Here are 10 players, positions, or story lines to watch in the meaningful meaningless preseason game between the Chicago Bears and New York Giants on Friday.
Which team will “take out” Jay Cutler?
As previously noted, the NFL schedule makers must have a vendetta against the Bears to have scheduled the third preseason game against the team with the most ferocious pass rush in the league. Fortunately for the Bears — unless you’re a glutton for punishment who wants to see just how bad the offensive line is — word out of New York this week is that defensive end Jason Pierre-Paul, he of the 16.5 sacks a year ago, is unlikely to play Friday night. With that said, the Giants have a great pass rush because of their depth, and they’ll still be bringing heat on Cutler. With the understanding that this is a dress rehearsal for the regular season with a game plan in place, I still feel the most important thing to come from this game is that Cutler is able to walk away healthy. In other words, let Lovie Smith and Mike Tice take Cutler out of the game before the Giants do.
Can strong passing game exist against solid pass rush?
We saw last week against the Redskins what a full Bears offense could do with new weapons Brandon Marshall, Alshon Jeffery, and Michael Bush joining Jay Cutler, Matt Forte, Devin Hester, and Earl Bennett. The offense opened the game airing it out and they methodically worked their way down the field with the passing game. The question now becomes, can this possibly potent passing offense still operate with a weak offensive line against a great pass rush? It’s still just a preseason game, but if the Bears can move the chains by slinging the ball all over the field against these Giants, there’s even more reason to be encouraged about the offense in 2012.
Will Forte have a bigger role than previous indications?
Feeding off the last question, I expect we’ll see more of Forte in this preseason game to help stymie the Giants’ pass rush, keep the defense honest, and ensure that the Bears receivers get the matchups that are ideally suited for them. With all the talk over the acquisition of Marshall and the development of Jeffery, Bears fans seem to have forgotten about Forte’s versatility and how much fear he can impose on defenses. The Bears figure to be primarily a passing offense this season but Tice will definitely get Forte involved in the game plan. If Tice senses any kind of trouble for Cutler early in the game, he’ll be sure to call Forte’s number more often.
How will the left side of the line shake out?
I just want to say (or write) these names for you: Roberto Garza, Lance Louis, Gabe Carimi. Who are these guys? Are they new to the team? What’s going on with them? All kidding aside, it’s good when you don’t hear names of offensive linemen because it usually means they’re playing well enough to avoid criticism. The only time we really hear any of the aforementioned right side of the Bears’ offensive line is when fans wonder if Carimi could switch to left tackle and/or if he can stay healthy this season. The real focus this training camp and preseason has been on the left side of the line, starting with the tackle competition between J’Marcus Webb and Chris Williams, and now at guard between Chris Spencer and Chilo Rachal. All four players will get their chances to play with the starting unit against the Giants as Tice tries to settle on his five starters.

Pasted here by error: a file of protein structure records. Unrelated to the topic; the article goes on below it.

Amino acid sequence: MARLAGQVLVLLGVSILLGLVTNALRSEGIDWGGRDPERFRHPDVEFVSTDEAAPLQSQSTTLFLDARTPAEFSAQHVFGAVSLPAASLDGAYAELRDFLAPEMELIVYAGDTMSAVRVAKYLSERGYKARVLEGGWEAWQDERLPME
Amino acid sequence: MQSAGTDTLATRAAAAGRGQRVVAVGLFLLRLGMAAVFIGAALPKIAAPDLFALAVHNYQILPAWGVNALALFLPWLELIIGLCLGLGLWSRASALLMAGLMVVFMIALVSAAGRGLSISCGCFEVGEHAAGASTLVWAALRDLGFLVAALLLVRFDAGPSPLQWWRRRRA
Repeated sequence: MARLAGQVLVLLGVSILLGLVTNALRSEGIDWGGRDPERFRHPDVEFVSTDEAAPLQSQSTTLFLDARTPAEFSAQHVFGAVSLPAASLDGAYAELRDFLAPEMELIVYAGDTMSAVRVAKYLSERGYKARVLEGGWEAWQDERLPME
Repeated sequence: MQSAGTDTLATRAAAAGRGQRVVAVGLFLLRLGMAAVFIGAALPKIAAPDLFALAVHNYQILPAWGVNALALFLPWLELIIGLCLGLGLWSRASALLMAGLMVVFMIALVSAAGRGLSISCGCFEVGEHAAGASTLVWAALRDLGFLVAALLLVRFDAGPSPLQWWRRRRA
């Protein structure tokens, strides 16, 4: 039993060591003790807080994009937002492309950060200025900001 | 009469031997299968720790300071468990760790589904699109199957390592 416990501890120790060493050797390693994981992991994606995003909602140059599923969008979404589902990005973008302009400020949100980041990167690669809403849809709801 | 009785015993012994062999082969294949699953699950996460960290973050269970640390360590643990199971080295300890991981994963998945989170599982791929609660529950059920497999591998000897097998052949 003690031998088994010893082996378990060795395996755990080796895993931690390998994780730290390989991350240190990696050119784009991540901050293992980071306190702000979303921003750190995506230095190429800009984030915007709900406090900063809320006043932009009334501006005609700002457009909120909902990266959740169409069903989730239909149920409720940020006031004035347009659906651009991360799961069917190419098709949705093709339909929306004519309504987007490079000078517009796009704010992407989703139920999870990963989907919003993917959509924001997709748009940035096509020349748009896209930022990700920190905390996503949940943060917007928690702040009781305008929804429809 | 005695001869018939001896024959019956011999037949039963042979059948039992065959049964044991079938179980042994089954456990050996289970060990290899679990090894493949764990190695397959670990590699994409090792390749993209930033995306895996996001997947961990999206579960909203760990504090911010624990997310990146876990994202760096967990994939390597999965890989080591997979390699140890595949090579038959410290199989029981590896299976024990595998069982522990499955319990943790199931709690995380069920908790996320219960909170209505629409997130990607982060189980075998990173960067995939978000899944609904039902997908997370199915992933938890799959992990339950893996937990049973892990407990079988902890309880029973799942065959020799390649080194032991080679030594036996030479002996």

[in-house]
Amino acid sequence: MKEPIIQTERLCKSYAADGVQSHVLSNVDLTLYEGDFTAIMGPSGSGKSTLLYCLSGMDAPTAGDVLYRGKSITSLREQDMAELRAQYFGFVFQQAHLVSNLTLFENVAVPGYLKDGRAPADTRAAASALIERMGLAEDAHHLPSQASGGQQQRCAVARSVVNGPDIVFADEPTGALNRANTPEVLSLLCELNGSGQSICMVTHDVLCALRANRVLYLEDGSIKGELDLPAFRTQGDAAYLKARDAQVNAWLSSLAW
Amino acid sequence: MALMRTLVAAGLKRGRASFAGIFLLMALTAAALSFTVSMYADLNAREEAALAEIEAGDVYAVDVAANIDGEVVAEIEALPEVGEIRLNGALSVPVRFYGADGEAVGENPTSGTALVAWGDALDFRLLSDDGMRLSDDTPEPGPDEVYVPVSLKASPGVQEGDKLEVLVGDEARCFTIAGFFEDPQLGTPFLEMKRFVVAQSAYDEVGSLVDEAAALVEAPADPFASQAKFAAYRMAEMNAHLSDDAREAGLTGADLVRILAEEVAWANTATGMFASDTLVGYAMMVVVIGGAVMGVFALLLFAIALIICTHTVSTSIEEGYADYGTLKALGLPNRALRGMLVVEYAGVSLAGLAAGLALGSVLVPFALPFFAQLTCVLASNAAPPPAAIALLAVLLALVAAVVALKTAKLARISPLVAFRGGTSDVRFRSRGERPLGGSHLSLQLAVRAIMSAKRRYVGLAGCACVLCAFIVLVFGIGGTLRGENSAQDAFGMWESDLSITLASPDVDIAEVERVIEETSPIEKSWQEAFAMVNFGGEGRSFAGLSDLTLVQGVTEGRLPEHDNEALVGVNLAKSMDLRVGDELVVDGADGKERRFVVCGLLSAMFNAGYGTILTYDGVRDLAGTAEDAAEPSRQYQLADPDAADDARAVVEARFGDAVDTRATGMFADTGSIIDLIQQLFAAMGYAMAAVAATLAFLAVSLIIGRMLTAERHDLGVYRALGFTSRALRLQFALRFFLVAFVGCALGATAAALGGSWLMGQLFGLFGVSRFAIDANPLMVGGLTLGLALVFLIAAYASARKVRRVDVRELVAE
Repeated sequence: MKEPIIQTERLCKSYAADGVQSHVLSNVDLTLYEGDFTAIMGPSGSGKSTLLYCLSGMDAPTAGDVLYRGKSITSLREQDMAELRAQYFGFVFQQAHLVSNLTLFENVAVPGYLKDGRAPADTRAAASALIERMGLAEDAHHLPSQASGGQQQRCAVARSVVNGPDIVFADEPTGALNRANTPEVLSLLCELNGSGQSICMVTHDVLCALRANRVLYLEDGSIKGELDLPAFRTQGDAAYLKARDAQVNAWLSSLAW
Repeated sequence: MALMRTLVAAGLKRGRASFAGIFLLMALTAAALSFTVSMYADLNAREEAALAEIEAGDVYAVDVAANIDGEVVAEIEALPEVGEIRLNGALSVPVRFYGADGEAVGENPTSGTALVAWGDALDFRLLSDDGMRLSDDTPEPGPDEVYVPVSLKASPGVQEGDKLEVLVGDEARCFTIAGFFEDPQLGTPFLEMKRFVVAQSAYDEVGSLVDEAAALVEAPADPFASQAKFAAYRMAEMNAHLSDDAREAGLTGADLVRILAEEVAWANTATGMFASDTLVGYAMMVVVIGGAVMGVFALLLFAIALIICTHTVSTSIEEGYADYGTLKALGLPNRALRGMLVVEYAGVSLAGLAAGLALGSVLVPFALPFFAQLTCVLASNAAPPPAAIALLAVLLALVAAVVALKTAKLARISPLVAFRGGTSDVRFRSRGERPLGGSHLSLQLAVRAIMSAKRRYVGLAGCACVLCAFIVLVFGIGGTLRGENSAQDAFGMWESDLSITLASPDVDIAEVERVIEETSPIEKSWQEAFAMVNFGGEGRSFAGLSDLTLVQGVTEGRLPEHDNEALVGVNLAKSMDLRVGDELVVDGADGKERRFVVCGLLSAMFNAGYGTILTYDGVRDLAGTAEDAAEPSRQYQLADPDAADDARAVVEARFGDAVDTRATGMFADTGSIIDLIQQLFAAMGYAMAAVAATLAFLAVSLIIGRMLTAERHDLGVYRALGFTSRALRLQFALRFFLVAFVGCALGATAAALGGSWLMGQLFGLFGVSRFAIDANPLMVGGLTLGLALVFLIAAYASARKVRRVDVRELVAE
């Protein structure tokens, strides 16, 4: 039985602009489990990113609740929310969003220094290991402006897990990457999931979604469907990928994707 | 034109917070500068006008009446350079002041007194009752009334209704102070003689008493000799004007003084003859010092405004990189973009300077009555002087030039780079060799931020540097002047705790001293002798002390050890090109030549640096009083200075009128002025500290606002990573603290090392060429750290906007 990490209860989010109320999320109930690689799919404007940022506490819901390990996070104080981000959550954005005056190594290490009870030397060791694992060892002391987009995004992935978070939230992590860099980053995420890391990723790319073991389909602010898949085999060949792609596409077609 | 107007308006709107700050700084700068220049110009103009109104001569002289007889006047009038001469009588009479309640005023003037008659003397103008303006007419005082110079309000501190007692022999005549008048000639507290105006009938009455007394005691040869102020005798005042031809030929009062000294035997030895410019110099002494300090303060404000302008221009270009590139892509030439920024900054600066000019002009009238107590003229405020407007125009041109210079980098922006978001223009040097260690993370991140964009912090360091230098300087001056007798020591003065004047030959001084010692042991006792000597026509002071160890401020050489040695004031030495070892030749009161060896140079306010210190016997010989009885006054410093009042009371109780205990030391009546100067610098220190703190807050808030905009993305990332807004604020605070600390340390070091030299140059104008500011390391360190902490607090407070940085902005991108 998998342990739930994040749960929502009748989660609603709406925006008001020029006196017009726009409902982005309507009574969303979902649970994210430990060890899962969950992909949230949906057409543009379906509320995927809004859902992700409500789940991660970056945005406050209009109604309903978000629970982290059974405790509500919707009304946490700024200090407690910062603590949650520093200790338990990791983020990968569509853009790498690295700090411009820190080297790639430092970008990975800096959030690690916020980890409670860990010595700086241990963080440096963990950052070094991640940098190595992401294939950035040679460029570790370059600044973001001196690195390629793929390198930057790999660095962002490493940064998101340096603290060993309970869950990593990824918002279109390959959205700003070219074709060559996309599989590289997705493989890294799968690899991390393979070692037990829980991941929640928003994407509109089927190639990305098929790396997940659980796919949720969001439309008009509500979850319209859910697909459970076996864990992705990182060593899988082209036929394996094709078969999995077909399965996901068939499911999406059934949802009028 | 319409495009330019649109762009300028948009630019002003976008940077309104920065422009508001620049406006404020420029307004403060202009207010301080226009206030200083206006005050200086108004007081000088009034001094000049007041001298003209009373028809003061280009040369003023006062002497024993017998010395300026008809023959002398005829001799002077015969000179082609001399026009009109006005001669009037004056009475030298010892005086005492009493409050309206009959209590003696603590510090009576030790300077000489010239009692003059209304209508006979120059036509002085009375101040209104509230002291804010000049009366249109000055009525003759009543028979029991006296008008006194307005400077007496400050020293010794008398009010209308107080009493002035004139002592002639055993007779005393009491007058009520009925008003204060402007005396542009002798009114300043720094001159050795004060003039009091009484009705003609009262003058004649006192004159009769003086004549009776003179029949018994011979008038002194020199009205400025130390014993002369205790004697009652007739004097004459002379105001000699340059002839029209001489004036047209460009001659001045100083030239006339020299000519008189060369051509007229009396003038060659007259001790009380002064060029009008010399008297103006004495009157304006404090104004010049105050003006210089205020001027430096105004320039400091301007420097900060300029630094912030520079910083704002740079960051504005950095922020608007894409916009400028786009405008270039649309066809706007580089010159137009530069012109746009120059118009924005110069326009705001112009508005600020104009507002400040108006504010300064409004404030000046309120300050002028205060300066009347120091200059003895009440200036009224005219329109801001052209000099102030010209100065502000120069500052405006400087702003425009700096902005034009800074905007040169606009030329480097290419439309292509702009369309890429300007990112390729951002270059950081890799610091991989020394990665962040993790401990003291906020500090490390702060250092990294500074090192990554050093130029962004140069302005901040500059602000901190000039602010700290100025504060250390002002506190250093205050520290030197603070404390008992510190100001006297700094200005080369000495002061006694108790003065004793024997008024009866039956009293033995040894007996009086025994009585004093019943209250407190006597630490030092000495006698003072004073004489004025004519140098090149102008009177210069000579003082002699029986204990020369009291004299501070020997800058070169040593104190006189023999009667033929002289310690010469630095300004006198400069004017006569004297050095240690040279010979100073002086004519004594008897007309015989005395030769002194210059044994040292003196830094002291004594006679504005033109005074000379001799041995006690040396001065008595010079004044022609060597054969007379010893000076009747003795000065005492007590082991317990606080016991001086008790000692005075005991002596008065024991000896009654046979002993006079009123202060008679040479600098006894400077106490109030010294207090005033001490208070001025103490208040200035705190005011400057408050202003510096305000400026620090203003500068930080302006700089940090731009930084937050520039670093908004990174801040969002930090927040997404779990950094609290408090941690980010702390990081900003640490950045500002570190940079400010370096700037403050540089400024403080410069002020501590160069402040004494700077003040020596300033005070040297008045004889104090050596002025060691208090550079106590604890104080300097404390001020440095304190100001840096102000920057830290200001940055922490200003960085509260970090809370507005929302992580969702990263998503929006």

Tight end use in meaningful play
The Bears have raved about tight end Kellen Davis since last year and have repeatedly said they intend to use the tight end more than they did under the leadership of former offensive coordinator Mike Martz. Thus far through two preseason games, we haven’t see much from the position, outside the use of rookie Evan Rodriguez. It’ll be interesting to see if there are more plays called for the tight ends when a game plan is formed and how much Cutler elects to utilize them. When Cutler was with the Broncos, he had a pretty good tight end in Tony Scheffler, whom he completed 40 passes to for 645 yards and 3 scores during his 2008 Pro Bowl season. That was with two good receivers in Marshall and Eddie Royal, so the idea that the Bears have “too many mouths to feed,” so to speak, shouldn’t really hinder any plays to the tight end.
Third-string running back competition
The Bears released Kahlil Bell on Thursday because they wanted him to take a pay cut, which he refused. And they asked him to take a pay cut because his salary was too much for a third-string back who fumbled too much. With so much money invested in Forte and Bush, the Bears will take a long, hard look at Armando Allen and Lorenzo Booker for that third running back spot. Booker, of course, wowed fans last week with his second-half kickoff return for a touchdown. The veteran back has had his fair share of fumbling issues as well, but he can offer more on special teams, something that the third running back will be required to do. Allen is a scatback who showed some nice glimpses in spot duty last year after Forte went down with a knee injury. Smith has talked specifically about Allen and wanting to see more of what he can do.